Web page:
Love That Dirty Water: 5 Things I Love About Boston
One year ago I moved to Texas after 28 years as a Massachusetts resident. I hadn't realized until I lived in one how different a sprawling Southern city feels from the compact Northern cities I'm used to.
I'm home for a visit this month, and yesterday, as I spent some time wandering through Boston, I was struck by just how unique Boston's vibe is, and reminded of how much I adore this city. So from the particular vantage point of a Massachusetts girl transplanted to the South, I offer you: 5 Things I Love About Boston (that I miss while I'm in Texas).
5. It's a Pedestrian City
Boston is one of the oldest cities in the nation, and because it's old, it's small - Boston was literally built for walking. Not only do you not have to drive everywhere if you don't want to, it's often inadvisable to do so - unless circling for parking for hours on end is your idea of a pleasurable afternoon! Not only is walking all over town great exercise, it's a great way to see the city.
For Walks in Boston, Kate Recommends:
4. The T
Sure, it's not running 24-7 and is known for its delays, but there is nothing like living without it to make you really miss good public transportation! When you don't feel like walking, you can get pretty much anywhere you want to go in Boston and beyond by riding the trains and buses operated by the MBTA - affectionately called "the T" by the locals.
One of the things I love most about the T is that it has character - each of the different color-coded lines has its own style of train, and it's not uncommon to spot a train with cars mixed and matched from different eras in T history, distinguishable by slightly different coloring or style. Though the tokens we used to ride the T in my childhood are a thing of the past, boarding the train with a Charlie Card makes the process faster for everyone! If you're visiting Boston, make sure you check out the MBTA's trip planner tool, as well as their handy list of apps for your iPhone, iPad, or other smartphone that make navigating the T a snap.
3. Boston Common and the Boston Public Garden
Boston Common and the adjacent Boston Public Garden are together one of my favorite places to spend time in Boston. I love to stroll along the paths lined with musicians or sit on a bench in the shade and people watch. I love to watch the city's youngest tourists pose with the Make Way for Ducklings statues and ride the famous Swan Boats (and yes, I've been known to join said tourists on a ride or two around the pond). In the spring, I love to go and see the baby ducks that have recently hatched and watch Romeo and Juliet, the garden's famous pair of childless swans, build their annual nest. Simply put, it's a great place to walk, lounge, relax, play, see, and learn.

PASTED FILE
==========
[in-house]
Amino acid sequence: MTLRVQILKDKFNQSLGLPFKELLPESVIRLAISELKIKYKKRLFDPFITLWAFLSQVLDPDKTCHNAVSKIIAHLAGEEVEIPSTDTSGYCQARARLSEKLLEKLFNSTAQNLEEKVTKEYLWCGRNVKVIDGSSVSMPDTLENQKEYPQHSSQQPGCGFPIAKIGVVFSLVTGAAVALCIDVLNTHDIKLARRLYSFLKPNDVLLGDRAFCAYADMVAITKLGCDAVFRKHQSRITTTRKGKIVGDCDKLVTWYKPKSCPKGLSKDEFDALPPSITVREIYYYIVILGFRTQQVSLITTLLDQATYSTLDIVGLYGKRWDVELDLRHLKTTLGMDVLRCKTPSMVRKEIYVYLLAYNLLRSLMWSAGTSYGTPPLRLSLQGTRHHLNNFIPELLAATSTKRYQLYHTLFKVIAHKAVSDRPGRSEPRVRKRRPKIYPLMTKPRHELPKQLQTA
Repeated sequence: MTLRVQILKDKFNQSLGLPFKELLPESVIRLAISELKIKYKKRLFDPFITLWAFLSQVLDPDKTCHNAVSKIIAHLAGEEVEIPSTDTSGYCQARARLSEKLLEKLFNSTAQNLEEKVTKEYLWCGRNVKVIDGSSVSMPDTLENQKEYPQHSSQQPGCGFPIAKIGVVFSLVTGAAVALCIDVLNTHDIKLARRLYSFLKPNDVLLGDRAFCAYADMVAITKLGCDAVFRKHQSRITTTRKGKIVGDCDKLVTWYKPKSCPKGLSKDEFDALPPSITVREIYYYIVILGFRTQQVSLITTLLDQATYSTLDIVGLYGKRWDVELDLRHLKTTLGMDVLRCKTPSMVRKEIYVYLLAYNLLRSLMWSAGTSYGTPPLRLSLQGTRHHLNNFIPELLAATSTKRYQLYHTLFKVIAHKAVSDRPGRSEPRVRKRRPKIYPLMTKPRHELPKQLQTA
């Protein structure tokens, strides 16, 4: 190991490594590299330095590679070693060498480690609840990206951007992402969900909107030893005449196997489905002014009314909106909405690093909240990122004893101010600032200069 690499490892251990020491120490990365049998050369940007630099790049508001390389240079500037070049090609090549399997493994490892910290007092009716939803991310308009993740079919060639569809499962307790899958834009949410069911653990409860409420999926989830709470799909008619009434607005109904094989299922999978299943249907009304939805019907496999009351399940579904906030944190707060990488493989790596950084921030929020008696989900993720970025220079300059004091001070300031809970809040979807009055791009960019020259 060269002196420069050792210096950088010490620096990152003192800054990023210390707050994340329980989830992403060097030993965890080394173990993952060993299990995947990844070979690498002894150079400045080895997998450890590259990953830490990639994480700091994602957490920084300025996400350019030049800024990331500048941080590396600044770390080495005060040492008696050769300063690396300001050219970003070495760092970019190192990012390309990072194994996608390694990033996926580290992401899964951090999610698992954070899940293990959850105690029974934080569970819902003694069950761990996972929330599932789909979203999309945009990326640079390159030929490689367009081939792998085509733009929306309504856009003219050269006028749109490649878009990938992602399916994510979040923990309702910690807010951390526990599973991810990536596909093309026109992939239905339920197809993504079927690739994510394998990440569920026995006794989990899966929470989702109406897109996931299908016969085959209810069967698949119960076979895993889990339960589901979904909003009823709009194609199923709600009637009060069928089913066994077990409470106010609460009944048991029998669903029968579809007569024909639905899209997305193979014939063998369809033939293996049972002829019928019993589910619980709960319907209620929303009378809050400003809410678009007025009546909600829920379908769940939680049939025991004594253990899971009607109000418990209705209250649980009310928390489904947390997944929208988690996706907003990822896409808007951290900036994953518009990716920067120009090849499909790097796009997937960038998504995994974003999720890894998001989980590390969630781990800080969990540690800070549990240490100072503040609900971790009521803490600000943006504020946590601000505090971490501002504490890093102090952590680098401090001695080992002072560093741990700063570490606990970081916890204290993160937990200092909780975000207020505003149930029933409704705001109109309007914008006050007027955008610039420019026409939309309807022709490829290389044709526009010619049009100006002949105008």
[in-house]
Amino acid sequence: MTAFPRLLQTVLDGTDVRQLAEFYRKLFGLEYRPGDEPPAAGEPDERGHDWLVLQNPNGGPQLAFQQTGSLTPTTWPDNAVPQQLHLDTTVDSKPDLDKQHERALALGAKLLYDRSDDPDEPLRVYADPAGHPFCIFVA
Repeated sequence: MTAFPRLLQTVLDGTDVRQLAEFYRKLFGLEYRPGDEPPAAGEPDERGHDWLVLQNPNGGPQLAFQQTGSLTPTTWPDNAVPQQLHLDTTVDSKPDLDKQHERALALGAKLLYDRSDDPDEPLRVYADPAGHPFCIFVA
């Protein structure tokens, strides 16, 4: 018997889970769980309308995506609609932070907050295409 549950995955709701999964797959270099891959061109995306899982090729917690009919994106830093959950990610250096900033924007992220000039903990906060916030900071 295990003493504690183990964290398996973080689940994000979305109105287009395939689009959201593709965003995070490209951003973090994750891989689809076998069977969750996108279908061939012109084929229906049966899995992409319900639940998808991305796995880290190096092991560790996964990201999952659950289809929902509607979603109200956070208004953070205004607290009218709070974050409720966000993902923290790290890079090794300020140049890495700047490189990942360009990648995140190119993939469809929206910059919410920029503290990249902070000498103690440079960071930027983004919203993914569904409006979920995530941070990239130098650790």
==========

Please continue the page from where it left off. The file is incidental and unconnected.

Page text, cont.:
Make Way for Ducklings - A Boston Classic
2. Sports Team Loyalty
There's truly nothing like a Boston sports fan. Just ask George Washington - he loves the Bruins so much he made himself an honorary member! When a Boston sports team is doing well, it's all you'll hear about. But even better, when they're not doing well, the fans stick by them. From 1918 to 2004, Red Sox fans kept the faith, every year, that this year could be THE year. We loved our Celtics in the days of Larry Bird, but we also loved them in the years without him (better luck next year, guys). With the Bruins in the Stanley Cup Finals this year for the first time in over twenty years, the city's got Bruins fever - but then again, we have Bruins fever every year. I love walking down the streets of Boston and seeing every third person wearing the insignia of the Sox, the Bs, or the Cs - or even all three!
1. The People
I love people watching in Boston. Sitting in the garden, watching people walk by, you'll hear languages and accents from all over the globe, mixed in, of course, with the Boston accent. Bostonians are known for their sarcasm and abrasive wit, and it's this Boston personality type that I miss the most living away from here.
The Boston Accent and Sarcasm at its Best in "Good Will Hunting"
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